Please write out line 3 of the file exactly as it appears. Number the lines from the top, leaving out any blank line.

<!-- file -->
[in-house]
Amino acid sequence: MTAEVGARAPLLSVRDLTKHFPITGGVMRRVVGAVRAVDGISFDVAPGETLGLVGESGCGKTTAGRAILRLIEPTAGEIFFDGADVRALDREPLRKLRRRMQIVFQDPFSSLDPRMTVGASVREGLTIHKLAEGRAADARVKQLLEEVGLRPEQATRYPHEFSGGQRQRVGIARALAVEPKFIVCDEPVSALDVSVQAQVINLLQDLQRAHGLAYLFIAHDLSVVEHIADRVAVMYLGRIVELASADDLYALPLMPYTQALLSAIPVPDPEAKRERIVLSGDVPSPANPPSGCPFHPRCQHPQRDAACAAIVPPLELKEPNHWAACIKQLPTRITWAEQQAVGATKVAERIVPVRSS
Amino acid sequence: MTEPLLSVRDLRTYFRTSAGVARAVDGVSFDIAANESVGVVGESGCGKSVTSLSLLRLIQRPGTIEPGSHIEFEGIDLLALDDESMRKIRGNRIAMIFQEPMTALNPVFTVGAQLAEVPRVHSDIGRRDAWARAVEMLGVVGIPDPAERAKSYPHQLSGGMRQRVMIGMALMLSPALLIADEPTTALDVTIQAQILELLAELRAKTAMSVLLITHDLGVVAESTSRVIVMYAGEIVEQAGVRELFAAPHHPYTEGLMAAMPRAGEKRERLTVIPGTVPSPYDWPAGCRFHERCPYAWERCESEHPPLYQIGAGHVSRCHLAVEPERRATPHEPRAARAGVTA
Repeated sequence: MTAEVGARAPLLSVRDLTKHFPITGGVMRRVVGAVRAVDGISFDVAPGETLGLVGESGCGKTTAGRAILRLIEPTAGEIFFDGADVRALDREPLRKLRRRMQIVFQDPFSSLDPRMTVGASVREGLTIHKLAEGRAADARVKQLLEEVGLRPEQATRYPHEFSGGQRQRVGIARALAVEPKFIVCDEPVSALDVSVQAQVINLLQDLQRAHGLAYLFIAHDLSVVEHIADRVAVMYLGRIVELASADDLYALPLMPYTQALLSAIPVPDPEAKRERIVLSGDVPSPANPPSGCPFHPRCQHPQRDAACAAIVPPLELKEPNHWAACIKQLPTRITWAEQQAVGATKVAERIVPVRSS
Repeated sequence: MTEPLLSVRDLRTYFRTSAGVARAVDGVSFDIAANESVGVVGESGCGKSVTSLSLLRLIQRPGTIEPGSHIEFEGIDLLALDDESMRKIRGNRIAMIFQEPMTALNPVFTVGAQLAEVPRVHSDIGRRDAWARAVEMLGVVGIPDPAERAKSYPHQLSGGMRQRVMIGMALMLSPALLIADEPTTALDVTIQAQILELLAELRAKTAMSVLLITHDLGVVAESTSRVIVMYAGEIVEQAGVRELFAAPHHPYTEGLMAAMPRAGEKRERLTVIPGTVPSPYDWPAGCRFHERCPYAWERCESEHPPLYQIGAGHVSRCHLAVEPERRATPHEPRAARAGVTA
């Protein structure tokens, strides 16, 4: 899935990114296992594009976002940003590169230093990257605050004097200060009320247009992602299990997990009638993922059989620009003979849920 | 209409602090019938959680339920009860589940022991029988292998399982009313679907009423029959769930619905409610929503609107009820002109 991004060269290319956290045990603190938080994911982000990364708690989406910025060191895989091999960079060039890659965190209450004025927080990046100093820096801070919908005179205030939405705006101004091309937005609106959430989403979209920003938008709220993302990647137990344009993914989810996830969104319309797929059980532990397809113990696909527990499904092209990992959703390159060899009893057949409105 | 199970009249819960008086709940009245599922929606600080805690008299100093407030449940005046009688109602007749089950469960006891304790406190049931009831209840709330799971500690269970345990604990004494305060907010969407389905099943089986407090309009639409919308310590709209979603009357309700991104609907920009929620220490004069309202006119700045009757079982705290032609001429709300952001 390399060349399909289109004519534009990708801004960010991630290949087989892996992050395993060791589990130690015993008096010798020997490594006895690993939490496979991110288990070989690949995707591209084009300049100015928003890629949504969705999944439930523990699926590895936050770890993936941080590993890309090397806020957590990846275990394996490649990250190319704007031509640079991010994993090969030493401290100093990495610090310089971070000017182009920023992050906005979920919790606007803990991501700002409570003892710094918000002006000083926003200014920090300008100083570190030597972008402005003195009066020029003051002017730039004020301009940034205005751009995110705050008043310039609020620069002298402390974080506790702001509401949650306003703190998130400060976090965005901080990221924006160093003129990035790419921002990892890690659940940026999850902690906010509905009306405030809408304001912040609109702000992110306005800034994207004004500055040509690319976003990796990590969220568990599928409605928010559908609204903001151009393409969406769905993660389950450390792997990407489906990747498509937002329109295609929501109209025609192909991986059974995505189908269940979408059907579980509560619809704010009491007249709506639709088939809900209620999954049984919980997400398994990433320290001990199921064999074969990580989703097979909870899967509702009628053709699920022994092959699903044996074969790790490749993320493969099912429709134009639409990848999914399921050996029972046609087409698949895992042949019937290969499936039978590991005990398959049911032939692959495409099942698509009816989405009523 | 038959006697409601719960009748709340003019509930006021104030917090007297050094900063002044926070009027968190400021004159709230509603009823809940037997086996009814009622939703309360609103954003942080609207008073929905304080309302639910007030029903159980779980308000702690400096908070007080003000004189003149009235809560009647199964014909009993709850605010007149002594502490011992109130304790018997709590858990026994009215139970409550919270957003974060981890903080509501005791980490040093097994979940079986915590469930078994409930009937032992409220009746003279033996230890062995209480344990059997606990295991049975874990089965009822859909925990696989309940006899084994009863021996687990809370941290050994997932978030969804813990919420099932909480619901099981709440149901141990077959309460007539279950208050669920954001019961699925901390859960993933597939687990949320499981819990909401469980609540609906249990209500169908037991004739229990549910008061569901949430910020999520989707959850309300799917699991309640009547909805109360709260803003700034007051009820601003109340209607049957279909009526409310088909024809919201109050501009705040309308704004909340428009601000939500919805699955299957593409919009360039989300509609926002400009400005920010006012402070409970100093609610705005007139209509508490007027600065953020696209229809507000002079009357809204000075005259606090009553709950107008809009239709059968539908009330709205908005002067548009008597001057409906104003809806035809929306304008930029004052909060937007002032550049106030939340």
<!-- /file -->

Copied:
Amino acid sequence: MTEPLLSVRDLRTYFRTSAGVARAVDGVSFDIAANESVGVVGESGCGKSVTSLSLLRLIQRPGTIEPGSHIEFEGIDLLALDDESMRKIRGNRIAMIFQEPMTALNPVFTVGAQLAEVPRVHSDIGRRDAWARAVEMLGVVGIPDPAERAKSYPHQLSGGMRQRVMIGMALMLSPALLIADEPTTALDVTIQAQILELLAELRAKTAMSVLLITHDLGVVAESTSRVIVMYAGEIVEQAGVRELFAAPHHPYTEGLMAAMPRAGEKRERLTVIPGTVPSPYDWPAGCRFHERCPYAWERCESEHPPLYQIGAGHVSRCHLAVEPERRATPHEPRAARAGVTA